Lapland Spring 2009 – 20th May

I  wrote about the mine after my winter trip but never expected to be given the opportunity to visit it as it is not open to public viewing.

We arrived at the mine just before six in the evening and had to visit security to check-in.  Because Ingvar only speaks Swedish, Finnish and Saami and I only speak a little Swedish and no Finnish or Saami, his brother-in-law Kjell would be my guide.

outside mine (Large)

Here is the processed ore which has been brought to the surface and is waiting to be loaded on to trains to be taken to sea ports at Lulea and Narvik.

piles of ore (Medium)

Here is a piece of  un-processed ore which I was given


and here is the processed ore in pellet form

processed ore (Medium)

As we drove below ground I was not sure what to expect, but I did not expect two lanes of traffic (including large lorries) to be coming and going.  (Now I should mention here that although I got some really nice video footage, my digital camera did not perform as well as I had hoped!!)

inside mine

The two main haulage levels are at 815 and 1000 metres in the Malmberget mine (Malm as I understand being the Saami word for Iron ore).  At each of these levels there are huge crushers through which the mined material is deposited.


12 huge mine trucks are operated at these levels. I was fortunate enough to be offered a lift in one of these trucks with Veronica and Ann-Sofia.  The trucks are driven to vertical shafts where the driver (in this case Ann-Sofia) controls loading from inside the cab of the truck by remote control.  The fully-loaded truck is then driven to a discharge station and the ore is emptied into a crusher bin.  This is also controlled from the cab of the truck. The ore is fed into the crusher and crushed into lumps of about 100 mm in diameter.

The ore then travels along a 1700 metre conveyor belt and from there is lifted to the surface by two 23 tonne skips at 16m per second.

The huge machinery required for drilling, setting explosive charges, rock supporting, loading and so on (here’s me next to a Toro loader)

me in mine

has to be serviced and maintained below ground and so there is a very impressive workshop

workshop-1 (Medium)

workshop-2 (Large)

I travelled 7km below the surface during my trip and one of the things I found most surprising was just how hot it was lower down.  I only had a t-shirt on under my high-vis. jacket but I was sweating a lot.  There are a complex system of fans and pipes which provide fresh air and remove stale air.

The explosive used when development drilling is a water resistant emulsion, which is pumped into pre drilled holes through a plastic hose.   A scaling truck mounted with a hammer drill is used to remove loose rock after the explosion.  Reinforcing bolts are grouted in 27mm holes  to support the rock and shotcrete (a 3-5cm thick support layer) is sprayed over the hole rock surface.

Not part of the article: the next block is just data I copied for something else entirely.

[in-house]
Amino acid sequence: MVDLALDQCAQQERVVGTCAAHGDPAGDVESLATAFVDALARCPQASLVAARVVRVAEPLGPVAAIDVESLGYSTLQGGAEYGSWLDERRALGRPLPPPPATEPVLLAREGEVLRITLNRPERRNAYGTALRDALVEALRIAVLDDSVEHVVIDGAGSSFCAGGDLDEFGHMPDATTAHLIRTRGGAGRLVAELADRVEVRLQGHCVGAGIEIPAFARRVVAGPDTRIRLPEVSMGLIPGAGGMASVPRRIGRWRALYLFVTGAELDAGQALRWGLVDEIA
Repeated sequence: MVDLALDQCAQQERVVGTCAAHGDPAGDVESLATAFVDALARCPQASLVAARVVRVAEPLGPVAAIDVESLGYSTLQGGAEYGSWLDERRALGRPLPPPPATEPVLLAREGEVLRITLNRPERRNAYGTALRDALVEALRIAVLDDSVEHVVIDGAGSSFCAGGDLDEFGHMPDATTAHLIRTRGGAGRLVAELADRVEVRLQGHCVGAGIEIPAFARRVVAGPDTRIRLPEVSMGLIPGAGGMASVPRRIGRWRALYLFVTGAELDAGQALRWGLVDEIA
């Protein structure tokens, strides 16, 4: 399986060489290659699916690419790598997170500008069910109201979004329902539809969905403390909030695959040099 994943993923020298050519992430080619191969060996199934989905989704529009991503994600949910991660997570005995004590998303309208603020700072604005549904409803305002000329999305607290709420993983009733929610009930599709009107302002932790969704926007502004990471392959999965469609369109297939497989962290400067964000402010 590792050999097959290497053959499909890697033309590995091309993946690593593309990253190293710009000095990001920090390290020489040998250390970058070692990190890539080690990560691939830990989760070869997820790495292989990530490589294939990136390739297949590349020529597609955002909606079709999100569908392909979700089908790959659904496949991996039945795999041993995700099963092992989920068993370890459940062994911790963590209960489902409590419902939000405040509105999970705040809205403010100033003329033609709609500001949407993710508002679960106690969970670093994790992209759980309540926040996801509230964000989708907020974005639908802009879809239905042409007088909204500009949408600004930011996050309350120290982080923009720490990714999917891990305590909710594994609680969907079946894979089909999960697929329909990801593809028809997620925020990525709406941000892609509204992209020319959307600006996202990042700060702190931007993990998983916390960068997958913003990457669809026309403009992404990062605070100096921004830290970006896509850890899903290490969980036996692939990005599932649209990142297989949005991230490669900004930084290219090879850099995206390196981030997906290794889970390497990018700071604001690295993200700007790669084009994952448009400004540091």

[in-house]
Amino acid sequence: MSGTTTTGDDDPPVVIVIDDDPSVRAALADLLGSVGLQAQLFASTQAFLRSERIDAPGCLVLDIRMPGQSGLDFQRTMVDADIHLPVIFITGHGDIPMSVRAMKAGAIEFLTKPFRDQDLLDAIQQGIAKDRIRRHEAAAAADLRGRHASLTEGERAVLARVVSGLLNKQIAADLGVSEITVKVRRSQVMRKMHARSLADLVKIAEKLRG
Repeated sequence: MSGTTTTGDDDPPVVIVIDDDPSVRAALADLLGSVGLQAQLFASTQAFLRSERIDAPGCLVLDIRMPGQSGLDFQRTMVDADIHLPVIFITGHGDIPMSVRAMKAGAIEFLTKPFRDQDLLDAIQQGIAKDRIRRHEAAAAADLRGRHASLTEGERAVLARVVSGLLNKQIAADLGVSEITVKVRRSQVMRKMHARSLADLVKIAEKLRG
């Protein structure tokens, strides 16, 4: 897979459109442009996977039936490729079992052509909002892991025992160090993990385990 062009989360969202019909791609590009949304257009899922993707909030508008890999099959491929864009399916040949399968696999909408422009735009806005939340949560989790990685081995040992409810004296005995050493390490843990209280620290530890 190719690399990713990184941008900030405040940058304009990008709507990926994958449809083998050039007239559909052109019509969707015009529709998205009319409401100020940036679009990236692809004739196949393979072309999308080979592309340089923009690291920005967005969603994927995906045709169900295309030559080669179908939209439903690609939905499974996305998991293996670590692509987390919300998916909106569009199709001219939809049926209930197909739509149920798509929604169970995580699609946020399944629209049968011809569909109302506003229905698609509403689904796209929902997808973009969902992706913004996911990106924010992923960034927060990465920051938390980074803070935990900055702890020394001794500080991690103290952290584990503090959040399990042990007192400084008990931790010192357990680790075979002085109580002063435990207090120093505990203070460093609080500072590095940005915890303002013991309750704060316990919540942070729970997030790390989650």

In production drilling the charging holes are filled with kimlux a bulk emulsion explosive.  The charging operation is automatic once the hose is in the hole.

You can read more about the whole process here;

Many thanks to LKAB for allowing me to visit the mine and to Ingvar, Kjell, Veronica and Ann-Sofia for making my tour very enjoyable.


Lapland Spring 2009 – 18th & 19th May

I arrived at Gallivare airport at 21:20 having left my home at 07:20 the same morning.  My friends Teres and Jenny were there to greet me and took my to the home of their parents and my friends Anki and Ingvar.  They had a meal ready for me and after a brief chat with Ingvar he headed off to bed as his next shift working in the mine commenced at 4am.  I went to bed just after midnight and here is the view from their window at 00:15

P1020322 (816 x 612)

Next morning I was expecting to travel to my cabin but Anki had a surprise for me.  Ingvar had arranged for me to visit and go down into the mine to see how they extract the most important component for steel axe and knife blades…..Iron.  The visit was arranged for the following afternoon (Wednesday) and so I had an extra day to spend in Gallivare.

I decided to go for a walk in the nearby woods and soon found a fine example of True tinder fungus Inonotus obliquus, used for firelighting and to make a tea and treat some forms of cancer.

True tinder fungus (Small)

Fieldfares and Pied Flycatchers were also nesting in the trees.  Ingvar finished his shift at 14:00 and we headed into town to buy some alcohol as they were planning a party for my birthday later the same week.

In Sweden the sale of alcohol is state controlled and to purchase wine and spirits you must visit a “System Bolaget”

P1020323 (816 x 612) (Large)

This is from their website;

“Systembolaget, the Swedish Alcohol Retail Monopoly, exists for one reason: To minimize alcohol-related problems by selling alcohol in a responsible way, without profit motive.

The first alcohol monopoly ever started in the mid 1800s in Sweden. It worked so well that the model was spread all over the country. In 1955, the local companies were merged to form a single, national Systembolaget company, a concept which still works.

Systembolaget’s product range is actually one of the most comprehensive in the world. It is being developed continuously to match changes in trends and in the consumers’ tastes.”

The rest of the day was spent chatting and eating and I went to bed that evening with the visit to the mine on my mind.  Not only because it was happening the next day, but also between 00:00 and 04:00 explosives are set off in the mine and you can feel the ground shuddering as this takes place!!